Marc: So it’s just an urge? It’s just sort of, hey, I’ll go do this?
Cathy: Well, it’s more powerful than that really. And it’s become such an ingrained habit that it’s almost not unconscious but it’s almost like autopilot.
Marc: Sure. What do you usually binge on?
Cathy: Carbohydrates, dessert foods like ice-cream, doughnuts, cookies, chips, pizza, it varies. Usually a variety of different things.
Marc: Got it. And how old were you when you first started doing this?
Cathy: Probably about when I was in college.
Marc: How old are you now?
Cathy: I’m 65 now.
Marc: Okay. So a couple of years.
Cathy: So, it’s been really long. I’m really sick of it. And I’ve been wanting to heal it on my own but I feel like I need some kind of support. That’s why I’m reaching out to you and your organization. It’s possibly just some guidance to move ahead.
Marc: Have you ever done any kind of therapy or counseling?
Cathy: Well, at different times during the last 30-40 years, I have been doing some counseling. Maybe 20 years ago, for 3 or 4 years. Maybe another 10 years ago, for a year. And it hasn’t really made a permanent shift for me. But I’m sure it has been helpful. But it’s even hard to just really remember the effect that the therapy has had. I’m still involved in the bingeing.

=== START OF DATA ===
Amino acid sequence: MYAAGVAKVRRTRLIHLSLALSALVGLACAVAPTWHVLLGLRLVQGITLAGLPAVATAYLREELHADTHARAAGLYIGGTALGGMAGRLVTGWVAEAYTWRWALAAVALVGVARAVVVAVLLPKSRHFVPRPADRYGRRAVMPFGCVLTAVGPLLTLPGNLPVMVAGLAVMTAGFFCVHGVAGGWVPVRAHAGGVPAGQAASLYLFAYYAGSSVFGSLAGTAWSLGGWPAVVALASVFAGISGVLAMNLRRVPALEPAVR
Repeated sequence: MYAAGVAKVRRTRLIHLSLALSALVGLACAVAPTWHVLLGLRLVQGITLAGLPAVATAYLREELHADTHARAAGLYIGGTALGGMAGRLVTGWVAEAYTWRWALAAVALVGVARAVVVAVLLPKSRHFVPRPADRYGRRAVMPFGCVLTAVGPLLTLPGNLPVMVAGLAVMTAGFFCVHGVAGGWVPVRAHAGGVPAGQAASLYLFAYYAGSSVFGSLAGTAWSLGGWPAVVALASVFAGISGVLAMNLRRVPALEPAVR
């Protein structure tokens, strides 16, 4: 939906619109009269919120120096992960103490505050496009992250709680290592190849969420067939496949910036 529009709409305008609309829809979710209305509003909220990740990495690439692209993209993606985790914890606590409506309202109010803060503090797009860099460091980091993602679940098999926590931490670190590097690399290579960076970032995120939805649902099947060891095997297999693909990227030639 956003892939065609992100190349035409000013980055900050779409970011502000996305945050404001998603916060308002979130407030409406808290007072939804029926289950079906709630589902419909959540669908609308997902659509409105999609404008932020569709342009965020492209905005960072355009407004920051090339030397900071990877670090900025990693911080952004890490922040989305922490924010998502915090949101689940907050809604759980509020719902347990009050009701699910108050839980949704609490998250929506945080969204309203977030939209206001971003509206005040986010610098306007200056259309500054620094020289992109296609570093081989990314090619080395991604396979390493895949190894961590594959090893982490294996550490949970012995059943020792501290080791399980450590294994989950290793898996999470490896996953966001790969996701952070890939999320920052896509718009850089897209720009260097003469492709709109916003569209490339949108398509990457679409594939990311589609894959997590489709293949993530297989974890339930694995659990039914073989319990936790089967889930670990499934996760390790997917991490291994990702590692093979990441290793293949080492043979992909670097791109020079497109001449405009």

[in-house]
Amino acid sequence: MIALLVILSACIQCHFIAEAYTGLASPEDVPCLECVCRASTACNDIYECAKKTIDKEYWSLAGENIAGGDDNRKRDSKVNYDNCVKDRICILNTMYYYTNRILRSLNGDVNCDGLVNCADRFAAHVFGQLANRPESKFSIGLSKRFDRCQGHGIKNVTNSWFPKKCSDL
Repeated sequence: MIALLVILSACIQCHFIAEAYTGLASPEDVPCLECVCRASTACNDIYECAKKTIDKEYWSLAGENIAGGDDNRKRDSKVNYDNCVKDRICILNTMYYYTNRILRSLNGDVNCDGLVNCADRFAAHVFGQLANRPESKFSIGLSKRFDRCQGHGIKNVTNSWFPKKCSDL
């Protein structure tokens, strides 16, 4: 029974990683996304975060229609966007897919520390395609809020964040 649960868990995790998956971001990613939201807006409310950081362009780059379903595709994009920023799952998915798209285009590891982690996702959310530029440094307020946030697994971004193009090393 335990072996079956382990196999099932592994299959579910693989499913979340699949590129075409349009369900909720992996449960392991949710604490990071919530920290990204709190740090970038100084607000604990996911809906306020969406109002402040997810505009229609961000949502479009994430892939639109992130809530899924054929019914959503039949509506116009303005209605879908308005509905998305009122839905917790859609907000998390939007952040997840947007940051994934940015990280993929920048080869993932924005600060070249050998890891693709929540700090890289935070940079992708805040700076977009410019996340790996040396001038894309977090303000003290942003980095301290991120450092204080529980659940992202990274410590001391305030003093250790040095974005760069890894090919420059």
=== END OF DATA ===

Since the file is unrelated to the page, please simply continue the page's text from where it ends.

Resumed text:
Marc: So in your mind, have you ever said to yourself, oh, I think it’s connected to this. Or I wonder if it’s connected to that. Like, what if you had to come up with, here’s why I think I do this. And this doesn’t have to be right. I’m just wondering what the thoughts are in your head that you would say, I have this behavior.
Cathy: Well, I’ve thought a lot about that. And sometimes I come up with the answer like it’s to help fill an inner emptiness or an inner void that I feel. Or a way to avoid feeling a certain way, feeling down and depressed or bored. So there could be some emotional element like that. Or just as a way to compensate for areas of lack I feel are in my life. So I don’t know. I thought a lot about it.
Going way back in my history of my life, when I was 8 years old, my birth mother passed away. And that was a huge traumatic thing for me. My father remarried a year later to a woman who was naturally very slender, and attractive, and very outspoken, and kind of domineering.
And she really kind of conditioned my thinking that it was not okay to be overweight.
She was very concerned about appearances and she always watched what I ate. And thought I was too chubby when I came into her life.
So I think in my early days, I’ve had this conditioning around food and eating, that I have to really watch it and be careful about what I ate.
And I had to look a certain way. But I remember in college, there was a lot of fear about going out into the world and working and supporting myself. And I didn’t know what I wanted to do. And so I had a lot of fear. So I’m not exactly sure why the eating disorder manifested, but I guess it was my way of coping with a lot that was going on.